Review: ‘The Reckoning’

The Reckoning is the story of a ruthless man, who rises from a Liverpool slum to the upper strata of cutthroat big business in London. Actually a character study of a man totally without morals or ethics, it is interesting in its treatment and for Nicol Williamson's performance in a hard-hitting role.

The Reckoning is the story of a ruthless man, who rises from a Liverpool slum to the upper strata of cutthroat big business in London. Actually a character study of a man totally without morals or ethics, it is interesting in its treatment and for Nicol Williamson’s performance in a hard-hitting role.

Filmed in story’s actual locale, script is based on Patrick Hall’s novel, The Harp That Once.

Scene segues from fashionable London, where Williamson, as an ambitious and aggressive businessman, is married to a woman he doesn’t love and is stymied from rising in his job by politics, to Liverpool. He is called there when his father is dying.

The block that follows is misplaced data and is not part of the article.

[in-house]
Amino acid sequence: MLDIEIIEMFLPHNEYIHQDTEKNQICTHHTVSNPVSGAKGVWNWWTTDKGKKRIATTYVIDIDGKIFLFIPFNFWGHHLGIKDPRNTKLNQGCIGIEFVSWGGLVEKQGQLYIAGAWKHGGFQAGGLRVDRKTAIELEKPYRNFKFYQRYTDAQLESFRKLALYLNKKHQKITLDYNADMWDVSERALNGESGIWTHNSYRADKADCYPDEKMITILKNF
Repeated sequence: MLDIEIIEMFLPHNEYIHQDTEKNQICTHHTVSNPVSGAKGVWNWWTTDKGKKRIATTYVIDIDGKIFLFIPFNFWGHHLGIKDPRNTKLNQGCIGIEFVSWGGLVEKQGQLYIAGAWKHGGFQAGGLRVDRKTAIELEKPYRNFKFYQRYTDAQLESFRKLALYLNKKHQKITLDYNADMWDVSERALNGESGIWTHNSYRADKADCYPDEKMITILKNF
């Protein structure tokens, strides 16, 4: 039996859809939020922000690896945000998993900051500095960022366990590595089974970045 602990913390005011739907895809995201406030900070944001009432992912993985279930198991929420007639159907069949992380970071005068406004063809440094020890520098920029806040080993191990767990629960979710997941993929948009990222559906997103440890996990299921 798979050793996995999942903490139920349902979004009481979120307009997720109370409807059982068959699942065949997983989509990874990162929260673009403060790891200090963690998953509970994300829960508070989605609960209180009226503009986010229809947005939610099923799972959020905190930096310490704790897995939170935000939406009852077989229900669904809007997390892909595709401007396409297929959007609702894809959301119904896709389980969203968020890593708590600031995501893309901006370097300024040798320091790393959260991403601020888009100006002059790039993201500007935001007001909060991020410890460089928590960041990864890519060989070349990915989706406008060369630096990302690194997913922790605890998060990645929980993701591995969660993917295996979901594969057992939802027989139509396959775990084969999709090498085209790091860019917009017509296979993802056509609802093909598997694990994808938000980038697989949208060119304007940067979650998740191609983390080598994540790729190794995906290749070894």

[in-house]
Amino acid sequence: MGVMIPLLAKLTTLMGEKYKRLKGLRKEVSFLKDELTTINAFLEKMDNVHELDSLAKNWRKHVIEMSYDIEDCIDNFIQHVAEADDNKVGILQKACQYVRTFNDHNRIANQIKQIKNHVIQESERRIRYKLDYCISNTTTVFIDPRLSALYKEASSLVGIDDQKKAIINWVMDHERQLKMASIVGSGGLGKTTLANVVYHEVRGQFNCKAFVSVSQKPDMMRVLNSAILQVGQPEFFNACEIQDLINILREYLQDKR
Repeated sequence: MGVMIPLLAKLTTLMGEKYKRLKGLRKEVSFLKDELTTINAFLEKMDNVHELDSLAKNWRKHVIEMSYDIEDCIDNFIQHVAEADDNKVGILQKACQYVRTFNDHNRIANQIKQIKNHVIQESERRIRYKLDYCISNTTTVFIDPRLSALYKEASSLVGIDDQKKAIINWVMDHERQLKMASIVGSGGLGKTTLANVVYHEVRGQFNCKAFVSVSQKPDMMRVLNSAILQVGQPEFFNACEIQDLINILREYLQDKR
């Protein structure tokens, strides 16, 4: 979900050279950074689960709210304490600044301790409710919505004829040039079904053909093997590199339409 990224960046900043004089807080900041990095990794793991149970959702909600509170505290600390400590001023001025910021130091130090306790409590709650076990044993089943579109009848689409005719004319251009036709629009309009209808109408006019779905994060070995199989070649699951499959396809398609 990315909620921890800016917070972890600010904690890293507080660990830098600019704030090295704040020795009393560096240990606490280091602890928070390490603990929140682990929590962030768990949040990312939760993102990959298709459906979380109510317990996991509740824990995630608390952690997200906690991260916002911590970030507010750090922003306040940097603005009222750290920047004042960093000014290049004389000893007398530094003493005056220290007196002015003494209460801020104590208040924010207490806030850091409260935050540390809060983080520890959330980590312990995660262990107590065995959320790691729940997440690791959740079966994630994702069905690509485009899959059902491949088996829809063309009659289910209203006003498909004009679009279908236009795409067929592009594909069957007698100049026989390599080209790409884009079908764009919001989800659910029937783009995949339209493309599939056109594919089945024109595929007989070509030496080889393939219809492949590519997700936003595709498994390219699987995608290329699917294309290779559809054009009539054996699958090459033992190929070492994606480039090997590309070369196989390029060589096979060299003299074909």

Williamson is entirely believable in his part, displaying a dominant personality and a flair for punching over his role.

Rachel Roberts is realistic as a married woman Williamson picks up at a wrestling match the night his father dies.

The Reckoning

UK

Production

Columbia. Director Jack Gold; Producer Ronald Shedlo; Screenplay John McGrath; Camera Geoffrey Unsworth; Editor Peter Weatherley; Music Malcolm Arnold; Art Director Ray Simm

Crew

(Color) Extract of a review from 1970. Running time: 109 MIN.

With

Nicol Williamson Rachel Roberts Ann Bell Zena Walker Paul Rogers Gwen Nelson
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